8. British Camp

A low stone wall with two informational signs overlooking a tall, grassy field with a treeline and pale blue sky in the background.

British Camp

The wayside exhibit marked by the large flags in the field indicates the approximate location of General Burgoyne’s headquarters. It was located near a spring, no longer visible from the surface, but from which water for today’s Visitor Center is drawn. 

Between September 19th and October 7th, 1777, General Burgoyne occupied several large tents, known as “marquees,” using them as his office and headquarters, as well as his bedroom and dining room. Such an assemblage was common for general officers’ field headquarters in the 18th century. 

Spread out through the fields and woods on either side of you would have been the camps of the British 9th, 21st, 62nd, and 20th Regiments, with the Brunswick regiments von Riedesel and Specht, for a total of some 4,000 men.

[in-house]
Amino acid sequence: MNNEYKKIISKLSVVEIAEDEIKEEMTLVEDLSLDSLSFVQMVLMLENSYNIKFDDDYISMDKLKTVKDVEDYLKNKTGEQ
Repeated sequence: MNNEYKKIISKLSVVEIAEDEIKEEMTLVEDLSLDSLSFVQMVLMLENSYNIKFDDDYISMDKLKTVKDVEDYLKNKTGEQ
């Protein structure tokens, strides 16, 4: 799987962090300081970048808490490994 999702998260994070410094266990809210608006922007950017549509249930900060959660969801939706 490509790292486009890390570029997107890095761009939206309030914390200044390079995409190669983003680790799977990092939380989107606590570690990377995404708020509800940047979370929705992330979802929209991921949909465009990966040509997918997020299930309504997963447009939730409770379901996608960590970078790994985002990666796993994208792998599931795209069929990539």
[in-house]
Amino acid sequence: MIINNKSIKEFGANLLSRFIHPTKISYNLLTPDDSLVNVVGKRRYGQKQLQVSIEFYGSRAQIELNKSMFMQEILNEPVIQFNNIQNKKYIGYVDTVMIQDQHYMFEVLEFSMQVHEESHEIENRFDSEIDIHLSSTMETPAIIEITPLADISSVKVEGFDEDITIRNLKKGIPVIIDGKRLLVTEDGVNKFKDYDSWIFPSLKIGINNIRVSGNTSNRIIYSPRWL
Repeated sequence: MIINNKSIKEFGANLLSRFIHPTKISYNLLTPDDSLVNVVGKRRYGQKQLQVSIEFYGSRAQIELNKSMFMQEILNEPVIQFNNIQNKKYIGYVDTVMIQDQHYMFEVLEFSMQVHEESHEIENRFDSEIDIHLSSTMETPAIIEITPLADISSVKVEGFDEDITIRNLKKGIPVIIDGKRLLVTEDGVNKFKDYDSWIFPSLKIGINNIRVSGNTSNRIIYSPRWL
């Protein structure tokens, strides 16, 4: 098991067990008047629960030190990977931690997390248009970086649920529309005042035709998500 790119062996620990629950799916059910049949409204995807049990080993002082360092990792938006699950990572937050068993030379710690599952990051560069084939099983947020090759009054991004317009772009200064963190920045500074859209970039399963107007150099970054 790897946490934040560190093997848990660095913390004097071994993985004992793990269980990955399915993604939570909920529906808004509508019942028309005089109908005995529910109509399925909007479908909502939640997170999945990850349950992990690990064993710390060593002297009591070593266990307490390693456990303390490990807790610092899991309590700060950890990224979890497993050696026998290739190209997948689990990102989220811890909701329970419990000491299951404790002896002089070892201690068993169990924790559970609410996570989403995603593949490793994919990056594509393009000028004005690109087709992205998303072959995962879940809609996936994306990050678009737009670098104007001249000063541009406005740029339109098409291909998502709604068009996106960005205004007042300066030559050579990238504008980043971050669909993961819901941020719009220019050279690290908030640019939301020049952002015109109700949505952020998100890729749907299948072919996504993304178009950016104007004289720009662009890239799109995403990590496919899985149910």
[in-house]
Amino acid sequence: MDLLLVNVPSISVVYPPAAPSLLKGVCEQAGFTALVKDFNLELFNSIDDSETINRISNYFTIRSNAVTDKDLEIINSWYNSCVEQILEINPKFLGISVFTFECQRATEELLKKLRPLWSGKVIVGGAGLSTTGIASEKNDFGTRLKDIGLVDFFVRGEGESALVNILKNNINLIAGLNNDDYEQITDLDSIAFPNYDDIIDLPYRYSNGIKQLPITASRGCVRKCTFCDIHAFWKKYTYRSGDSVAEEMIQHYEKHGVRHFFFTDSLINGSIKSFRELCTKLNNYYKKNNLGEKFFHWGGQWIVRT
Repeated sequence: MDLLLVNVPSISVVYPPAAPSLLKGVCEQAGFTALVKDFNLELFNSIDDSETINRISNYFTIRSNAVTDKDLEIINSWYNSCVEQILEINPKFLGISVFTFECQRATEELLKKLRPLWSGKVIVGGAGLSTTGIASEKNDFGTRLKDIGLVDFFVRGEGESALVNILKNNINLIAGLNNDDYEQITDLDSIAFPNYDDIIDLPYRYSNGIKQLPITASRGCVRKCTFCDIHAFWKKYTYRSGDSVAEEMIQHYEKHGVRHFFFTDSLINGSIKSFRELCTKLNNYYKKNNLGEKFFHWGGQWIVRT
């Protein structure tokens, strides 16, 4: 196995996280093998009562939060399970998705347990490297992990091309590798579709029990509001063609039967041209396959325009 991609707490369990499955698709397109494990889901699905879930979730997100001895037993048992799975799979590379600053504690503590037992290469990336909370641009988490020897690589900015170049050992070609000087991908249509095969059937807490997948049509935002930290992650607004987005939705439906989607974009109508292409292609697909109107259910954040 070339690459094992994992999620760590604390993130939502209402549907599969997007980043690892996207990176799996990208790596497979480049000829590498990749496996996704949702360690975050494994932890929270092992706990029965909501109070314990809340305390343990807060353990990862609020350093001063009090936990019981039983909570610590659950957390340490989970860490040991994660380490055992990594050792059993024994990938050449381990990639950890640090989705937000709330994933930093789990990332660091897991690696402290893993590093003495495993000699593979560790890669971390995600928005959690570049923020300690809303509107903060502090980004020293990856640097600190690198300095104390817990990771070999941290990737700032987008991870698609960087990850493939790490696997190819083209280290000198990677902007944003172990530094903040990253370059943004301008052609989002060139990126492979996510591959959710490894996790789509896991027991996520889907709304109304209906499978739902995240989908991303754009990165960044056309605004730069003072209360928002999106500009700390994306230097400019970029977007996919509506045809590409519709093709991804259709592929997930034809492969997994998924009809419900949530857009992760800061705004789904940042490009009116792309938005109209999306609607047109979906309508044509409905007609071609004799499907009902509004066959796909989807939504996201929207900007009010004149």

The soldiers would occupy small canvas “wedge” tents, roughly the size of a modern pup tent expected to shelter two people. In the armies of the 18th century, such a tent would be shared by 5-6 men. These tent mates would also share a small iron cooking kettle, cooking much of their own rations collectively. They would share the carrying of the tent poles, canvas, and kettle while on a march. Each group was known as a “mess.” 

The gray poles with yellow panels mark the boundaries of the 20th Regiment’s camp in the field in front of you. Along the southern edge of the field, you can see the white posts with red tops. These indicate the main British line as it stood, overlooking the ravines during the period between the battles.